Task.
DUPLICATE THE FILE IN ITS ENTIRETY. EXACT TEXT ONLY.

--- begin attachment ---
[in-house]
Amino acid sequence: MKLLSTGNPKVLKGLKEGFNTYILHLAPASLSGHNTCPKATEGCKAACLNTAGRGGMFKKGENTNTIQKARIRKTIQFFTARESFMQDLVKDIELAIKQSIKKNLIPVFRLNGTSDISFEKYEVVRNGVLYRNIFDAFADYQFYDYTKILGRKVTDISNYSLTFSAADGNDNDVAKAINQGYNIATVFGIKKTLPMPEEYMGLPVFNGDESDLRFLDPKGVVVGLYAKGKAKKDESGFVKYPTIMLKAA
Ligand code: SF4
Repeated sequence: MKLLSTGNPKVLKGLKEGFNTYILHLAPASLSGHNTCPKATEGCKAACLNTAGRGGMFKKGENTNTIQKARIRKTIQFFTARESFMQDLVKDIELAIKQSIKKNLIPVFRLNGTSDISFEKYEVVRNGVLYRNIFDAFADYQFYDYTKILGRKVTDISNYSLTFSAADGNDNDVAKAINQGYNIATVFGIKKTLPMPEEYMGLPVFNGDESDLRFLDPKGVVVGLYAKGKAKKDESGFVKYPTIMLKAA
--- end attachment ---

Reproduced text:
[in-house]
Amino acid sequence: MKLLSTGNPKVLKGLKEGFNTYILHLAPASLSGHNTCPKATEGCKAACLNTAGRGGMFKKGENTNTIQKARIRKTIQFFTARESFMQDLVKDIELAIKQSIKKNLIPVFRLNGTSDISFEKYEVVRNGVLYRNIFDAFADYQFYDYTKILGRKVTDISNYSLTFSAADGNDNDVAKAINQGYNIATVFGIKKTLPMPEEYMGLPVFNGDESDLRFLDPKGVVVGLYAKGKAKKDESGFVKYPTIMLKAA
Ligand code: SF4
Repeated sequence: MKLLSTGNPKVLKGLKEGFNTYILHLAPASLSGHNTCPKATEGCKAACLNTAGRGGMFKKGENTNTIQKARIRKTIQFFTARESFMQDLVKDIELAIKQSIKKNLIPVFRLNGTSDISFEKYEVVRNGVLYRNIFDAFADYQFYDYTKILGRKVTDISNYSLTFSAADGNDNDVAKAINQGYNIATVFGIKKTLPMPEEYMGLPVFNGDESDLRFLDPKGVVVGLYAKGKAKKDESGFVKYPTIMLKAA